Eel Species of New York (Upstate)

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About Eels

Eel parts

Eels and Lampreys may look similar, but fundamental physiological characteristics separate the two families. The first step to identifying an eel is to determine that it is not a lamprey.

Lampreys are parasites with round sucker mouths and no scales or paired fins. They have no bones; only cartilage.
Eels are snake-like fish, with pointed heads and fish-like mouths. They have a pair of pectoral fins and a continuous dorsal/caudal/anal fin around the back half of their body. They have scales; very small ones.

Eel Life Cycle

Eels are catadromous, in that they spawn in the oceans, live out some of their lives there, and then migrate to freshwater for a longer period of their lives until they are ready to spawn again. The eel’s life cycle can be divided into seven stages. Eggs hatch into Leptocephalus eels, which are transparent, leaf-shaped larvae that drift on the upper surfaces of the open ocean for several years feeding on plankton. Leptocephali develop into Glass eels and begin to take on the typical eel shape. They are still transparent (thus the name), but their internal organs are visible, and their bodies can reach lengths of 4 inches. Glass eels migrate to coastal areas and congregate in the brackish waters of estuaries in great numbers. Some Glass eels begin to migrate upstream; others remain in the estuaries. Eels are so versatile and adapted to this freshwater migration that they find their way into most bodies of fresh water in the world; even scaling waterfalls and traversing land to do so.

Eel Life Cycle

The Eel’s life alternates from Ocean to Continental water.

Through their journey up freshwater channels, eels develop pigmentation and begin feeding on larger prey (crustaceans, worms and insects) in what is considered the Elver, or young eel stage. They begin to take on a yellow color as they reach 22 to 31 inches in length and are then known as Yellow eels. At this point they are considered to be sexually immature adults. Yellow eels will continue “running” upstream, crossing lakes and wetlands for up to 30 years, with some (females mostly) growing as large as 5 feet long. Those that remain in the estuary environment, continue through their life-cycle a lot more quickly than those that travel up freshwater. Those that do venture into freshwater tend to live longer and grow much larger.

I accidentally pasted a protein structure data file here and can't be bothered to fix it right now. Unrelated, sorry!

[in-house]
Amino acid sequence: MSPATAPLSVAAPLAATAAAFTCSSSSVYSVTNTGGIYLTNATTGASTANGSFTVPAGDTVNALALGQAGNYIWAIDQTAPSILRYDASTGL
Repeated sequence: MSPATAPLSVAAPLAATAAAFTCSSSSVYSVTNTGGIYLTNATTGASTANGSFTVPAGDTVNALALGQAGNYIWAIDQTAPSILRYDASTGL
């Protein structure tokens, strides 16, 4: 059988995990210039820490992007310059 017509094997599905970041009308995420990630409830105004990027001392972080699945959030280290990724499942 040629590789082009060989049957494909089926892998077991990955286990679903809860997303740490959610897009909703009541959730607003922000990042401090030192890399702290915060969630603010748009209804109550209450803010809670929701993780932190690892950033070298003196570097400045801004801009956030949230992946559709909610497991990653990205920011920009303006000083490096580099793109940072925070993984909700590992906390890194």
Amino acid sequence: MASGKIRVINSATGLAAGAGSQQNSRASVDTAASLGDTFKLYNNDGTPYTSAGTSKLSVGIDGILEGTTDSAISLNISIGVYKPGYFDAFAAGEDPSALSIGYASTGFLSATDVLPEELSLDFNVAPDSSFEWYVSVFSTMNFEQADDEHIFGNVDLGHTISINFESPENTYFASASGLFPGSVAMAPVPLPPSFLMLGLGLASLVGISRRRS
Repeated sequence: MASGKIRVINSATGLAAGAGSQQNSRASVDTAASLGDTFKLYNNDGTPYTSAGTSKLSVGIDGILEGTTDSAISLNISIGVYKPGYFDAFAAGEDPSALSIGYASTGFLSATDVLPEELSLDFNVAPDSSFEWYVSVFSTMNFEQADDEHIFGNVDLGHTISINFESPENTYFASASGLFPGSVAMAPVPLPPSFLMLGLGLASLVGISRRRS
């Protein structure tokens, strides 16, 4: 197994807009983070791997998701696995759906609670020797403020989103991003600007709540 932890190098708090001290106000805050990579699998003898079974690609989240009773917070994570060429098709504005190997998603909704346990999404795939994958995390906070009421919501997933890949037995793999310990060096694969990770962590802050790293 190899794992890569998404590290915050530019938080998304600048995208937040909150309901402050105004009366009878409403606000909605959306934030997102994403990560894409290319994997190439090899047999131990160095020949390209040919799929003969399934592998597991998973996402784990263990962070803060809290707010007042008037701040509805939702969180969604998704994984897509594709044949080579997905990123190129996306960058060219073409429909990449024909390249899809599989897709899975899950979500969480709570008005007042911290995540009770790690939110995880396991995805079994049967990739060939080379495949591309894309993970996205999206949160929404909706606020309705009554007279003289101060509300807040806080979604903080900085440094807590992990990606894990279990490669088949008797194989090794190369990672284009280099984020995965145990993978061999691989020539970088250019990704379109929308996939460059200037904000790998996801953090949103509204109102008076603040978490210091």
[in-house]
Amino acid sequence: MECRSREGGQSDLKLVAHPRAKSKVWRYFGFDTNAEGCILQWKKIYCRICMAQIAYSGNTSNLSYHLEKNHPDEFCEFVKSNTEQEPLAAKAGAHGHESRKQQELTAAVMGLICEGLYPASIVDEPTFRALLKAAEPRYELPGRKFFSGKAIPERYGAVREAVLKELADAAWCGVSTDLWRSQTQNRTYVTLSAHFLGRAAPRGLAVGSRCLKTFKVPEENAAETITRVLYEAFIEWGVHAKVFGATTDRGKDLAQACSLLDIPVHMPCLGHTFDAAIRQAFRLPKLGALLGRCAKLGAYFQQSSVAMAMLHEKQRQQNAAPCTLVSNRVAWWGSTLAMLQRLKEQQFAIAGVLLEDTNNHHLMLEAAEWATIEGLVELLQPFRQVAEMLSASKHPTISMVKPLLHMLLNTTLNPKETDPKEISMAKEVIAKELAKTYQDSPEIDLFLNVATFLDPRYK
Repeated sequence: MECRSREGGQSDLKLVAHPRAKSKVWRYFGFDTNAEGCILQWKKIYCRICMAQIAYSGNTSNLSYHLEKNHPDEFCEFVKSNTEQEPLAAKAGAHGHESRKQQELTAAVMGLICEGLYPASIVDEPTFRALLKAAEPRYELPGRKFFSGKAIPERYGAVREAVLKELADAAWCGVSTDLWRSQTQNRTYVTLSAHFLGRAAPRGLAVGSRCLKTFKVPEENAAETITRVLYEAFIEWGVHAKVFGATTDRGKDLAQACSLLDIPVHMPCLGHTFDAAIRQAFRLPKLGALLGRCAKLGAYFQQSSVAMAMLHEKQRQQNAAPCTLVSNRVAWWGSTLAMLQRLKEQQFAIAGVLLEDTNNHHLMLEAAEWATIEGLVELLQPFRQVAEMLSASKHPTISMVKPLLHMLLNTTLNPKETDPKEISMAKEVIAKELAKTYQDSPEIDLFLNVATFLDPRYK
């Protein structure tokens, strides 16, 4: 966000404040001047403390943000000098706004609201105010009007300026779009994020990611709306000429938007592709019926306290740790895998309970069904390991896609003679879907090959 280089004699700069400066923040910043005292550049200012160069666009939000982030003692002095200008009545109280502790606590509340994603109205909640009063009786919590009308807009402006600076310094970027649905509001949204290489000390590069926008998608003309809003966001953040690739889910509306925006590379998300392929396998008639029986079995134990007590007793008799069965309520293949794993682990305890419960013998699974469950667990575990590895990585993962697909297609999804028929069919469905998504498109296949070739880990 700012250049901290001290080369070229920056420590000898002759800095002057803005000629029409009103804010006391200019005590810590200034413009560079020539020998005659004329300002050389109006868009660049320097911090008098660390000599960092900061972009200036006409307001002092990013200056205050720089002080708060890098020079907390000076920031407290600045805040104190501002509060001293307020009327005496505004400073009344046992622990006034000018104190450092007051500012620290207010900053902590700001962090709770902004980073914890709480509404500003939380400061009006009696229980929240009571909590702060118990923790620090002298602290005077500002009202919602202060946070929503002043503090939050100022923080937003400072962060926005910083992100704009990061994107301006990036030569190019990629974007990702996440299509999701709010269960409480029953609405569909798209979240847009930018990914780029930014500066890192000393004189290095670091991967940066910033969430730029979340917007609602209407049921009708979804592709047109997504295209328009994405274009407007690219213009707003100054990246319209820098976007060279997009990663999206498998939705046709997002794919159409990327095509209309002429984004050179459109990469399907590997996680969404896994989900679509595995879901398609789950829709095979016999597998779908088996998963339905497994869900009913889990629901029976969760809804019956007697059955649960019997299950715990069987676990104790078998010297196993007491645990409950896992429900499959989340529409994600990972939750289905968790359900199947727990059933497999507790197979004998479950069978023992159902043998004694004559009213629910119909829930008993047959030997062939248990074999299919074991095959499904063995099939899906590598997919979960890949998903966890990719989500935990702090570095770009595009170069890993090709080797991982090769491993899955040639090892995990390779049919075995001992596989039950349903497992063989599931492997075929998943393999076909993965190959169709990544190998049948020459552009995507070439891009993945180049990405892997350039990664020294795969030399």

When eels mature, they lose their yellow pigment and take on a dark grayish-brown color on top and silver underneath. Their eyes enlarge, their bodies thicken, and they discontinue feeding. Now referred to as Silver eels, they head back out to sea to spawn.

In Upstate NY we only have one species of Eel in our waters; the American Eel (Anguilla rostrata).
The details presented below generally represent the Glass, Elver, Yellow and Silver stages in the American Eel’s life.

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Fishing Books and Guides

New York State Eel Identification Guide

American eelAmerican eelAmerican eel
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American eel (Anguilla rostrata)

Identifying characteristics: Glass eel stage: transparent snake-like body, with pink gills and visible digestive tract. Pointed head. Pectoral fins present. Elver stage: darker coloring (gray to greenish-brown); single gill slit in front of pectoral fins. Yellow eel stage: yellowish-brown tinted skin; single gill slit in front of pectoral fins; lower jaw protrudes beyond upper jaw. Silver eel stage: grayish-brown skin on the back and silvery under parts; single gill slit in front of pectoral fins; large eyes; robust body; lower jaw protrudes beyond upper jaw.